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South Africa takes Israel to the ICJ over Gaza attrocities

South Africa takes Israel to the ICJ over Gaza attrocities

The International Court of Justice (ICJ), which is also referred to as “the World Court”, was established in 1920 and was then “the Permanent Court of International Justice” (PCIJ), a creation of the League of Nations, which itself is the predecessor of the United Nations (UN). In 1945, precisely, the UN Charter renamed the institution International Court of Justice (ICJ). The body is constituted of 15 judges elected for a nine-year term. Those judges are selected by the UN General Assembly (UNGA) and the Security Council. The ICJ is the main judicial organ of the UN and its role is twofold: to settle, in accordance with international law, legal disputes submitted to it by member states and to give opinions on legal questions that are referred to it. The link between the ICJ and the Hague lies in the fact that the various disputes were settled during the late nineteenth and early twentieth century through a medium called “the Hague Conventions”. The Hague in the Netherlands is currently the seat of the court.

The court, therefore, represents a key part of international law and records reveal that it has handled 191 cases. Some of the cases are the following: The Corfu Channel Case, filed in 1947 by the United Kingdom against the People’s Republic of Albania, around the issue of state responsibility for damages at sea; the Fisheries Case of 1951 was the culmination of a feud between the UK and Norway, over the exact demarcations of the Norwegian waters and the High Seas for fishing purposes. The Frontier Dispute of 1986 was the dispute between Burkina Faso and the Republic of Mali over a territory between the two countries. In 2003, the case dubbed “Oil Platforms” was a contention between the Islamic Republic of Iran and the US because the US Navy allegedly destroyed three Iranian oil platforms. More recently, in 2023, in the “Certain Iranian Assets Case”, Iran requested the unfreezing and return of two billion USD worth of assets that Iran saw to be hers.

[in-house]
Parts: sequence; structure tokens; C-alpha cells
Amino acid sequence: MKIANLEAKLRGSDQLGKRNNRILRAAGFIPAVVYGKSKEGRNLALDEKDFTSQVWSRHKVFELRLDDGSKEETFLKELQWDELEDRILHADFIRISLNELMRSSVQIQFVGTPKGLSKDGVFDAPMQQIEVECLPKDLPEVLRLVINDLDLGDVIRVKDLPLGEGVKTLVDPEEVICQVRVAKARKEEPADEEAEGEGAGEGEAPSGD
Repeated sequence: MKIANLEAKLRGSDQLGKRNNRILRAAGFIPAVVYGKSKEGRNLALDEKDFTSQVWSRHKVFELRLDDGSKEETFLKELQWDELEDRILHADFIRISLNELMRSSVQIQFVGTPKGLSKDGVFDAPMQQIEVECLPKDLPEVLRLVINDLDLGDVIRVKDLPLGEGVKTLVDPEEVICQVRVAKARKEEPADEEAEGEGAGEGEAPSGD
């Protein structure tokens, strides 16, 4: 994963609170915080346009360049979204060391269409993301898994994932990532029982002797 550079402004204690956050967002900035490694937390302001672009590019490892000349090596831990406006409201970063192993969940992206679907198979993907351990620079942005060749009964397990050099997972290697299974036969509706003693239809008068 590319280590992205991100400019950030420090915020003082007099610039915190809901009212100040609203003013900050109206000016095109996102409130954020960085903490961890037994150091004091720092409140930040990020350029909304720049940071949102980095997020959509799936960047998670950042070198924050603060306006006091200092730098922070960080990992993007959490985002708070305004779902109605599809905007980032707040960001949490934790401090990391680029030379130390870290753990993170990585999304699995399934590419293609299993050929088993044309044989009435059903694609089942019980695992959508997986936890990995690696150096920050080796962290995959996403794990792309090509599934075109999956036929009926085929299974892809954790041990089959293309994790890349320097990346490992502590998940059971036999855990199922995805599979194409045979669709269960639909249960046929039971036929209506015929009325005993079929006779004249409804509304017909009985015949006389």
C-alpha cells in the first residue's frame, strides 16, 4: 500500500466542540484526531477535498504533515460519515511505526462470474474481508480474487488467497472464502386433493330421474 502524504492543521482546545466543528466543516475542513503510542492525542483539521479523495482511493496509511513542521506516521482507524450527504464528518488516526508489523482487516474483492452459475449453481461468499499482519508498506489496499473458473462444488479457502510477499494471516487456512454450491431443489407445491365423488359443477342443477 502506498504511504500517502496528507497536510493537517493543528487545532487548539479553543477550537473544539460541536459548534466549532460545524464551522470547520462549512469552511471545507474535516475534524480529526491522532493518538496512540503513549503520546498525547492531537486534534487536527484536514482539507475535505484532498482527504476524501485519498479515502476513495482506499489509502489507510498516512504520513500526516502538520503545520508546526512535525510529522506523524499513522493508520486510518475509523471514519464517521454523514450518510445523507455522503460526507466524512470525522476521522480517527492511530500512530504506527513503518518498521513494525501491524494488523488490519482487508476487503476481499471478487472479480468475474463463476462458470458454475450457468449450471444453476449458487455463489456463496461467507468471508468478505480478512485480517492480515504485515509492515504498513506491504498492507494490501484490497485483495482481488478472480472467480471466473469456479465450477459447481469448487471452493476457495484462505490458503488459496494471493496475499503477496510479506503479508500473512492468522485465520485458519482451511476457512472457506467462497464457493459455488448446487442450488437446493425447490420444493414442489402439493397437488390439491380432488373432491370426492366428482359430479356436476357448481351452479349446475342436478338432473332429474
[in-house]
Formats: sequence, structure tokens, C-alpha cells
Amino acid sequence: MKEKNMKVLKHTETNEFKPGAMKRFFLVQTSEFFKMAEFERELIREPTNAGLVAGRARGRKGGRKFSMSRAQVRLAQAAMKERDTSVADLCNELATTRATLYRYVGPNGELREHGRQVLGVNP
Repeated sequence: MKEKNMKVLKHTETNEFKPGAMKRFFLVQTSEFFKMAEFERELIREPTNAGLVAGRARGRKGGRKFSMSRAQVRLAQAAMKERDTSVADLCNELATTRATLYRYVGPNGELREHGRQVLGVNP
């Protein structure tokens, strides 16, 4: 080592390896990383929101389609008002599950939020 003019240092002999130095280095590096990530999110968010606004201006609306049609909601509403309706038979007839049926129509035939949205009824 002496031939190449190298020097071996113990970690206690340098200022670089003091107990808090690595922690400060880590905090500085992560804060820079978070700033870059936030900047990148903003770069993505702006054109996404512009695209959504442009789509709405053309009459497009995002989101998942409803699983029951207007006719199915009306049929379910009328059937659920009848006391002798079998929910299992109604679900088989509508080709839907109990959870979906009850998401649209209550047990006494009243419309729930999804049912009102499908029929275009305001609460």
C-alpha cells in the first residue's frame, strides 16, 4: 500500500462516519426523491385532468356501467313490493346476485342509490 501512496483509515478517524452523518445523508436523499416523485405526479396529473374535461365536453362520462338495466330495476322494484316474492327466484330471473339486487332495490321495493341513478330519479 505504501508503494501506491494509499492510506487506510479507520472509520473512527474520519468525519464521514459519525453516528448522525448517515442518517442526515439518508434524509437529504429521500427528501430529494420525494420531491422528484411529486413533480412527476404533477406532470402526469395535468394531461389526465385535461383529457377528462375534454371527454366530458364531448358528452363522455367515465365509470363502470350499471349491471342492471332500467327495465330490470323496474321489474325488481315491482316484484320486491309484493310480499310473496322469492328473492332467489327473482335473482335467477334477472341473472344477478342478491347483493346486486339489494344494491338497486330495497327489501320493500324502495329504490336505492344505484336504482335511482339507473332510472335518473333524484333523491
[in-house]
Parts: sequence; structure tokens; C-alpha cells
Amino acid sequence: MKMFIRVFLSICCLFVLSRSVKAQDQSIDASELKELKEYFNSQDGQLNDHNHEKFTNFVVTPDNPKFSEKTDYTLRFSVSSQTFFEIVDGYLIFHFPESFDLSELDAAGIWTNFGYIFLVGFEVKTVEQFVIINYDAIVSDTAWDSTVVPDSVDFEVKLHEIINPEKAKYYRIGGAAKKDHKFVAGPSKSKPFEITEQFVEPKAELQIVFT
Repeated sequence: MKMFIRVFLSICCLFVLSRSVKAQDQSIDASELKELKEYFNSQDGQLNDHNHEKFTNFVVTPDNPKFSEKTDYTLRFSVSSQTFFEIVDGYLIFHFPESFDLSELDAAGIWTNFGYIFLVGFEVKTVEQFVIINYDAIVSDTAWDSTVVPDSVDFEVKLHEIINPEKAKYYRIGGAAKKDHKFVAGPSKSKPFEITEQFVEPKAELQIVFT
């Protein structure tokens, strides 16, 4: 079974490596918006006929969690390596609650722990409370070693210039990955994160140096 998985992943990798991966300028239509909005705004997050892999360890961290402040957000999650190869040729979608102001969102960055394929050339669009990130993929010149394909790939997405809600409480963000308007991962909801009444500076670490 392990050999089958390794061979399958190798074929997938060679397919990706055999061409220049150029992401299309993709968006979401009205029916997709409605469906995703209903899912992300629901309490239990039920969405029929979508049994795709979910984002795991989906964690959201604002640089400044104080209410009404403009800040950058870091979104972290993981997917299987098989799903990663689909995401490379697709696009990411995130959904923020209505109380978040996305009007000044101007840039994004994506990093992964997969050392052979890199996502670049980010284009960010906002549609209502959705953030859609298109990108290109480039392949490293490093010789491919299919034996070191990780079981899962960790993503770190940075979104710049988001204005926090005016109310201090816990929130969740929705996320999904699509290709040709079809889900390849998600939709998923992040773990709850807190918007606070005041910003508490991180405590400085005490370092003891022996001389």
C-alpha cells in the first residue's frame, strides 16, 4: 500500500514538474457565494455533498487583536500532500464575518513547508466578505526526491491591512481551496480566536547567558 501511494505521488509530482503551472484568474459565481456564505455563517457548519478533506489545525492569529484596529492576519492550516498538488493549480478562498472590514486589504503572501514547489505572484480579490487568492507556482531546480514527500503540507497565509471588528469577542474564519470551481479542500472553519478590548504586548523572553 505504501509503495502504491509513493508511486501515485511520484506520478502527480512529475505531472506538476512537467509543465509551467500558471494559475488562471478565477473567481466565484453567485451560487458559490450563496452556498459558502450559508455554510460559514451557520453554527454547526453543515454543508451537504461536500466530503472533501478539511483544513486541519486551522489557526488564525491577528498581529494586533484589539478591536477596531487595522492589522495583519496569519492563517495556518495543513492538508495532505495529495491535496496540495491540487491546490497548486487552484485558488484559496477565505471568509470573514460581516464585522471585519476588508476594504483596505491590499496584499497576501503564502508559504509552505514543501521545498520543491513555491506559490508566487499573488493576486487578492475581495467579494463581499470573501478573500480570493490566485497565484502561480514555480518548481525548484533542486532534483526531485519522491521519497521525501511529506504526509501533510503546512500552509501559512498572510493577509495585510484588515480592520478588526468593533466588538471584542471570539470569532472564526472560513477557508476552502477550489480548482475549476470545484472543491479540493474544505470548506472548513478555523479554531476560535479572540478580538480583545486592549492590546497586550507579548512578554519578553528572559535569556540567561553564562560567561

The ICJ has a good reputation because of its remarkable and consistent jurisprudence and its independence from political conflicts. That reputation also lies in the fact that it is generally said that since its inception, the court played a fundamental role in the pacific resolution and prevention of disputes between states. But these days, the brilliant reputation of the ICJ is in jeopardy, it is about to be changed and for the first time, a case was brought to the court and although no judgment has yet been passed, one of the parties is asking the court to ignore the accusations. These nations are Israel and South Africa. Indeed, on October 7, last year, the Hamas-led Palestinian militant groups launched an attack against Israeli positions and the casualties were quite sizable:1,139 people, most of whom were Israeli, were killed. That started what some media outlets call “the most significant military escalation in the region, since the Yom Kippur War” or the 1973 Arab-Israeli War, 50 years ago. Israel’s reaction to the attack by Hamas was swift and brutal. The Hamas militants on Israeli land were “cleared”, aerial bombardments and land operations ravaged the lives of Palestinians. International society witnessed one of the most cruel gestures in world history: newborn babies were rescued from hospitals on the Gaza strip and flown to Egypt where there received treatment and some were in incubators. Nothing can explain this level of violence against babies.